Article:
Not Safe, but Good

[In the spring of 2020, I was a Teaching Fellow for the class Christianity Engaging Modernity at Boston University’s School of Theology.  The course was a required class for all master’s students in STH and was a combination of historical theology and church history, from the beginning of the enlightenment to the present.  Halfway through the course, the Covid-19 pandemic began, and we had to transfer to online education with only a few days’ notice.  On the last day of the semester, the professors asked me and the other teaching fellows, to speak to the class about how the pandemic effected the way we think about theology or theological education, or our vocation as religious educators.  I jotted down a few notes and addressed the class.  This blog entry is an adaptation of what I said that day.]   

One of the things that I keep reflecting on, in the context of this pandemic is the idea of “relationality.”  Religious leaders, theologians, people of faith today love to talk about this idea – believing that it is something really profound.  Something about what it means to be a human being.  Something about the world.  Something about the nature of God.  This was true in the Unitarian Universalist ecclesial context that I participated for several years as well.  In their “seven principles,” a list of values that UU’s covenant to hold together, they talk about respecting the “interdependent web of all existence of which we are a part.”  I don’t think they are wrong to do that.  Relationality counters the individualist myths that we often hold onto in the West.  It says something deep, something metaphysical, about the nature of value, and this incredible, complex, aesthetically rich, world that we live in.  We need reminders of that.  That our connections, with each other, with nature, with God, say something remarkable about the religious depth to existence.  

Yet I fear too often, we have a tendency to romanticize and sugarcoat relationality.  So much of the time, talk about relationality has a slightly new-age, hippie, acid-head kind of vibe.  We forget that metaphors like “web of all existence,” as the religious philosopher Robert Corrington reminds us, are drawn from a spiders’ web: a marvel of nature that is used to capture prey. A device of predation, a device of death as well as life. [1]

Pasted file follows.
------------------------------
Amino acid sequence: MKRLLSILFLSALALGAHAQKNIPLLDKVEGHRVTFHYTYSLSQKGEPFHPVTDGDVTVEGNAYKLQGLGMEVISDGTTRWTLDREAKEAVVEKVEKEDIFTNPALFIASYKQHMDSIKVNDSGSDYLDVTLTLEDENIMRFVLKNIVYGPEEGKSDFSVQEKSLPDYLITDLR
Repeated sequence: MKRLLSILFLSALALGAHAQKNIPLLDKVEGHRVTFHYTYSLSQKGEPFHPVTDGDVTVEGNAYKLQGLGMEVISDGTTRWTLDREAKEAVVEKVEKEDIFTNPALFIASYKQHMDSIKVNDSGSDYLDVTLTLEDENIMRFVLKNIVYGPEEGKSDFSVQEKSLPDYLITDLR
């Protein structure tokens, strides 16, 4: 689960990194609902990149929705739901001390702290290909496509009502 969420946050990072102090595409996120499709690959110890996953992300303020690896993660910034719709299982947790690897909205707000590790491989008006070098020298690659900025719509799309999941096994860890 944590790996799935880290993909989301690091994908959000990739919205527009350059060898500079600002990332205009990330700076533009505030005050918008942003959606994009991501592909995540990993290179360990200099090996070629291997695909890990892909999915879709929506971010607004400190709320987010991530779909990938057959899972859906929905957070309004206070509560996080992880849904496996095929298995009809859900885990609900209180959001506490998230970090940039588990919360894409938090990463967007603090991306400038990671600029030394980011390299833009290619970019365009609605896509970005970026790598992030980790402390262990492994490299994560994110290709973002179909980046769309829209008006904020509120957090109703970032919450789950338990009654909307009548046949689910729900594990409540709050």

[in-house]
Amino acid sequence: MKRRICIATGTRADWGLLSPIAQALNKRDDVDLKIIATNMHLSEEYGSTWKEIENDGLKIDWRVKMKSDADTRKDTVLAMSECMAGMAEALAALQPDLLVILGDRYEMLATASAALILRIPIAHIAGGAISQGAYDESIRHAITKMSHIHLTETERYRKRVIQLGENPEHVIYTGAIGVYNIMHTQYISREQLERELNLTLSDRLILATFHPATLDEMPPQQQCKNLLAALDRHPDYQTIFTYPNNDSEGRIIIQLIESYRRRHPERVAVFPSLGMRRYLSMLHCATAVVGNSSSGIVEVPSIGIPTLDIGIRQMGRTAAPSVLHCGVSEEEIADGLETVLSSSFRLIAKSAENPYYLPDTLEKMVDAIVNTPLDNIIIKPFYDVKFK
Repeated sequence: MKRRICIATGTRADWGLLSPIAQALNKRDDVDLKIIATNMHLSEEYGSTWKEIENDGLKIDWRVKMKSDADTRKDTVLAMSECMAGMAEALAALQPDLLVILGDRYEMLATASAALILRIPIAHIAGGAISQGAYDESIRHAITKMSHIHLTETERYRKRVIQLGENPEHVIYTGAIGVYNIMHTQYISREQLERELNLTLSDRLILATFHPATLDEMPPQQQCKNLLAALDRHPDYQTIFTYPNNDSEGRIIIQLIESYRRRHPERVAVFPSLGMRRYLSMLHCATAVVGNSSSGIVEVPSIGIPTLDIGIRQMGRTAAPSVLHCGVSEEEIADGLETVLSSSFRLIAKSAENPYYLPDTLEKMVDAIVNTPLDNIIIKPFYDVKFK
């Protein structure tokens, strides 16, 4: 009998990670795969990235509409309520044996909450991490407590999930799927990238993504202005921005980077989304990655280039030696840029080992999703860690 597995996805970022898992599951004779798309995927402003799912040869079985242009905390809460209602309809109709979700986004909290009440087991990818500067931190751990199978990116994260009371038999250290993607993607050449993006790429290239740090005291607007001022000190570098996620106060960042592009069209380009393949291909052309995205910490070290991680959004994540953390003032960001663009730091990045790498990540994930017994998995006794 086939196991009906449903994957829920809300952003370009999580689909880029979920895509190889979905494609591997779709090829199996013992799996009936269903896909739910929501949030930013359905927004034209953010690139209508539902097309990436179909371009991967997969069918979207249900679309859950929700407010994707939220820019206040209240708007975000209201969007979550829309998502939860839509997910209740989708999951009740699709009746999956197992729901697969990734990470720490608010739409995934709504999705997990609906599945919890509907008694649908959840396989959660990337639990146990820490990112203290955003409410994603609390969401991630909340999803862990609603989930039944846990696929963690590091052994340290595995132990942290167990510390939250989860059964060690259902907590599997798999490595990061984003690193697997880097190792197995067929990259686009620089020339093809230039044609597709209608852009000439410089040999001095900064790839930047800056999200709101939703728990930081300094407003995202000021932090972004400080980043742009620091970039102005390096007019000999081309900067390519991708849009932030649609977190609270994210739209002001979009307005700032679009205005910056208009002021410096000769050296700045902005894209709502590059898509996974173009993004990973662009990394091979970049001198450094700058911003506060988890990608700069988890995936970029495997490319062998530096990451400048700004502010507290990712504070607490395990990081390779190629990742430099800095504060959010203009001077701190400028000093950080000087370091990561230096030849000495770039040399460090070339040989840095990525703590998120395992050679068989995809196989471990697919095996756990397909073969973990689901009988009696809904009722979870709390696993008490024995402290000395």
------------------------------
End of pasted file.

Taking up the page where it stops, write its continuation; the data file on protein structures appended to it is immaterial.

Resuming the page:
We live in endless orders of relationality, more than I could ever enumerate here.  We participate communities, in broad patterns of social, political and economic relationships.  We live as part of complex ecosystems.  Indeed, our own bodies are complex ecosystems of their own.  In a book that influenced me a great deal as a seminarian (Science and Religious Anthropology: A Spiritually Evocative Naturalist Interpretation of Human Life), Professor Wildman talks about how we, as human beings, live in a “microbial ocean that births, supports, threatens,” and, ultimately, “reabsorbs” us. [2]  That “threatening” capacity is one that we are seeing on display at the moment.  And we see the dark underside of relationality from a human perspective when we see the impact that a virus, one of the countless varieties that can affect human life, disrupts our ecosystem.  We see the dark underside of our increasingly connected and globalized world when we see just how fast this virus traveled around the world.  We see how fragile economic relationships can be.  We see the impact on our mental health when the support systems of our relationship are ruptured due to unforeseen circumstances.